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Clin Oral Implants Res. 2017 Nov;28(11):1421-1432. doi: 10.1111/clr.13007. Epub 2017 Feb 13.

A systematic review of the survival and complication rates of resin-bonded fixed dental prostheses after a mean observation period of at least 5 years.

Author information

1
Clinic of Fixed and Removable Prosthodontics and Dental Material Science, University of Zurich, Zurich, Switzerland.
2
Division of Fixed Prosthodontics and Biomaterials, University Clinics for Dental Medicine, University of Geneva, Geneva, Switzerland.
3
Institute of Social and Preventive Medicine, University of Bern, Bern, Switzerland.
4
Private Practice, Moscow, Russia.
5
Division of Reconstructive Dentistry, Faculty of Odontology, University of Iceland, Reykjavik, Iceland.

Abstract

OBJECTIVES:

The objective of this systematic review was to assess the 5-year and 10-year survival of resin-bonded fixed dental prostheses (RBBs) and to describe the incidence of technical and biological complications.

MATERIALS AND METHODS:

An electronic MEDLINE search complemented by manual searching was conducted to identify prospective and retrospective cohort studies and case series on RBBs with a mean follow-up time of at least 5 years. Patients had to have been examined clinically at the follow-up visit. Assessment of the identified studies and data extraction were performed independently by two reviewers. Failure and complication rates were analyzed using robust Poisson regression models to obtain summary estimates of 5- and 10-year proportions.

RESULTS:

The search provided 367 titles and 87 abstracts. Full-text analysis was performed for 22 articles resulting in seven studies that met the inclusion criteria. Five articles were found through manual search, and 17 studies were provided from (Pjetursson et al. 2008, Clinical Oral Implants Research, 19, 131), resulting in an overall number of included studies of 29. Meta-analysis of these studies reporting on 2300 RBBs indicated an estimated survival of resin-bonded bridges of 91.4% (95 percent confidence interval [95% CI]: 86.7-94.4%) after 5 years and 82.9% (95% CI: 73.2-89.3%) after 10 years. A significantly higher survival rate was reported for RBBs with zirconia framework compared with RBBs from other materials. RBBs with one retainer had a significantly higher survival rate (P < 0.0001) and a lower de-bonding rate (P = 0.001) compared with RBBs retained by two or more retainers. Moreover, the survival rate was higher for RBBs inserted in the anterior area of the oral cavity compared with posterior RBBs. The most frequent complications were de-bonding (loss of retention), which occurred in 15% (95% CI: 10.9-20.6%) and chipping of the veneering material that was reported for 4.1% (95% CI: 1.8-9.5%) of the RBBs over an observation period of 5 years.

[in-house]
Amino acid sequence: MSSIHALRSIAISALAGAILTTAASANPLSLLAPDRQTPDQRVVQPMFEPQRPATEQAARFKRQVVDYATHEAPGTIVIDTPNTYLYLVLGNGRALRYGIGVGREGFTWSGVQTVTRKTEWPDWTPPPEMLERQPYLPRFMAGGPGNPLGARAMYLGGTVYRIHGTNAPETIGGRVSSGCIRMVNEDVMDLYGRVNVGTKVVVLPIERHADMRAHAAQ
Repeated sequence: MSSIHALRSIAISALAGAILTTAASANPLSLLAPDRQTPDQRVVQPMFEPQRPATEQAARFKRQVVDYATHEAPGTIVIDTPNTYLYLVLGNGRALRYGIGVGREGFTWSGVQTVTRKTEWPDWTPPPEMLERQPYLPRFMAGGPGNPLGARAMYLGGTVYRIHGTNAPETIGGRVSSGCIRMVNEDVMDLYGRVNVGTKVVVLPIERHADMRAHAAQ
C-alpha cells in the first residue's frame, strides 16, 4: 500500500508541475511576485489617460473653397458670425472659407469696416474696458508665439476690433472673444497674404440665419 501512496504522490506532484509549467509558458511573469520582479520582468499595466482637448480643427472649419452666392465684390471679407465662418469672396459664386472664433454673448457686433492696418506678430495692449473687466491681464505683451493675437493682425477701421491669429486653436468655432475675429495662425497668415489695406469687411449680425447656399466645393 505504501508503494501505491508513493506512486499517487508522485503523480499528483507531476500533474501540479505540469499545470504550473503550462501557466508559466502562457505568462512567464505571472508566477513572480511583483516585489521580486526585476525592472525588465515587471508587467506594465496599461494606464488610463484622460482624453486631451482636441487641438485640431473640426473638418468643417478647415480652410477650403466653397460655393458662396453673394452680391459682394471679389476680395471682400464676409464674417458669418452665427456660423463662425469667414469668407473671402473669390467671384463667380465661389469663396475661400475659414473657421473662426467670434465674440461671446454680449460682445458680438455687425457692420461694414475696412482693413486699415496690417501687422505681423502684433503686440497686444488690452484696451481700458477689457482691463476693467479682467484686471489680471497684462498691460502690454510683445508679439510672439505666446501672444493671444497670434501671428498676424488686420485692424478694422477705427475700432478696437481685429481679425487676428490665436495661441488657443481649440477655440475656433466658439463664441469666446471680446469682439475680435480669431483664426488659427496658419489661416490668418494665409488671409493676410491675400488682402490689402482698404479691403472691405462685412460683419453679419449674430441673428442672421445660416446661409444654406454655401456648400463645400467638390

CONCLUSION:

Despite the high survival rate of RBBs after 5 and 10 years, technical complications like de-bonding and minor chipping were frequent. RBBs with zirconia framework and RBBs with one retainer tooth showed the highest survival rate.

KEYWORDS:

Resin-bonded bridges; biological complications; complication rates; de-bonding; failures; fiber-reinforced composite; fixed dental prostheses; longitudinal; success; survival; systematic review; technical complications

PMID:
28191679
DOI:
10.1111/clr.13007
[Indexed for MEDLINE]

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